On 15 August 2021, a patron in the queue for the iconic Top Thrill Dragster roller coaster at Cedar Point (US OH) was struck by a metal part “the size of a man’s hand”. Subsequent reports from the regulator, Ohio Department of Agriculture, identified the part as the “flag plate”, a bracket mounted low on the back of a train to be detected by sensors as the indication the train has passed out of a block of track. (This arrangement is integral to the operation of multiple trains on the same track, to ensure that trains do not collide. If the previous train has not cleared a block of track, the next train will be stopped by brakes in the track before entering that block of track.) The regulator noted that many of the bracket’s fasteners had been dislodged and the bracket had struck the track prior to separating completely.
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Also on 15 August 2021, an entire ride vehicle separated from the trough of a trough-style mountain coaster at Plopsa Coo, in Belgium. Reporting suggests the rider did not brake sufficiently for the speed and curvature of the ride path and was unable to keep the vehicle in the trough. The rider struck against a structure, sustaining a fracture. This case has been logged as “ride forces” rather than rider behaviour, as there is no objective indication when and how much the rider needs to act; it is a design choice to rely on unreliable control methods of rider intuition and strength. Link
30 August 2021, a rider in Turkey aspirated vomit and lost consciousness on a spinning pendulum called “Kamikaze” at Hayrola Luna Park in Istanbul, Turkey. Observers reported asking the operator to stop the ride, but the ride was not stopped and the woman was unconscious after being removed from the ride, and was declared dead at the hospital. This case reinforces that any rider could experience a medical reaction at any time, and operators must have the means and the skill to respond. Link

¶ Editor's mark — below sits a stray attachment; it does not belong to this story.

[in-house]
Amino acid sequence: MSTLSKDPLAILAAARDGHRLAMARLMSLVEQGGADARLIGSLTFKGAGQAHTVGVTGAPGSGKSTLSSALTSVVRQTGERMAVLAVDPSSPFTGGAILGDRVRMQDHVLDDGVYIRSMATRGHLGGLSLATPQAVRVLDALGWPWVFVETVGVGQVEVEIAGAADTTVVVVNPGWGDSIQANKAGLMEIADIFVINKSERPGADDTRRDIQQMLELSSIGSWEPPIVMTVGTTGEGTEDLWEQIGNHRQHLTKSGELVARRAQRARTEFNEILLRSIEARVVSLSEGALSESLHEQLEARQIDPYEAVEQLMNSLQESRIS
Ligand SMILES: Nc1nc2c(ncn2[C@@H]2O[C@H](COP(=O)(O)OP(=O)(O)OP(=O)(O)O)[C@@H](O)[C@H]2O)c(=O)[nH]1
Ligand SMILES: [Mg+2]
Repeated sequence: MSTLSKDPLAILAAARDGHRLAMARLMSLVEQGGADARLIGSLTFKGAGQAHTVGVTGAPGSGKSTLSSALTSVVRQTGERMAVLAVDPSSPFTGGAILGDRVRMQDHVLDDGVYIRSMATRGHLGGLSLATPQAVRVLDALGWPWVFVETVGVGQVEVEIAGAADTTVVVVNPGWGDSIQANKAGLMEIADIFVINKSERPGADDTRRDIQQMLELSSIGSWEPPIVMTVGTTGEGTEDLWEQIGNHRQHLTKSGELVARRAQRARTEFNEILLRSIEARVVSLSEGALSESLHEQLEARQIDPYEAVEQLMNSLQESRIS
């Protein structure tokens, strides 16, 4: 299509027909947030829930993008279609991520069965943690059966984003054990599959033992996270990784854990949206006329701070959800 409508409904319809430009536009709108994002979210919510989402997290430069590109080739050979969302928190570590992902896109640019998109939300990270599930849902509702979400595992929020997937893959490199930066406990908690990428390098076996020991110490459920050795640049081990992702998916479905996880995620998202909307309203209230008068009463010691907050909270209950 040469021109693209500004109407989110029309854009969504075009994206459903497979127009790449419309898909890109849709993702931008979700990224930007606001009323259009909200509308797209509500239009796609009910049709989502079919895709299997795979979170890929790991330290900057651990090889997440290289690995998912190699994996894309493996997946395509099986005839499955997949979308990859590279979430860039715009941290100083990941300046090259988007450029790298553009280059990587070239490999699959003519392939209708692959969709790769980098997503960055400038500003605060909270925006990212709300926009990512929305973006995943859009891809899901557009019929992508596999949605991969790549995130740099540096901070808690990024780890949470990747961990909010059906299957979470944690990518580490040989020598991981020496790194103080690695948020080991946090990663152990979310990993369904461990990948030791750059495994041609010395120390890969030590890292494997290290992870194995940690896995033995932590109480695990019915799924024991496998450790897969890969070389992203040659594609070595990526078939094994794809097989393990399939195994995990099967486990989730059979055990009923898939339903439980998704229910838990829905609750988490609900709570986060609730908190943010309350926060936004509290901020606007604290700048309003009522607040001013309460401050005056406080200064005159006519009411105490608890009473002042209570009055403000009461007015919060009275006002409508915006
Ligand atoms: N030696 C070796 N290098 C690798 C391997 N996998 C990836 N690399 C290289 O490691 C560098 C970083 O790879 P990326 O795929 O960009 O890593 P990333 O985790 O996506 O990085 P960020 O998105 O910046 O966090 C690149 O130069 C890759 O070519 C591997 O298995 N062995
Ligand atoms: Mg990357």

A Newsweek report on 24 August 2021 recounted a series of multiple fractures sustained by riders on the roller coaster Do-Dodonpa at Fuji-Q Highlands in Japan over a period of several months. RRRR does not log media reports that cover patterns or multiple reports unless each report is completely reported within the article. None of the dates or specific events were cited in this report. While this report does cite our study of global ride accident media reports, it cites only our reference to IAAPA’s characterization of accidents as being associated with rider behaviour, while the analysis in the paper notes that ride malfunctions dominate global media coverage. (Of relevance to this news report, ongoing analysis not yet published appears to show injuries due to ride forces being a large proportion of cases below the level of media attention or external reportability.) Link | Link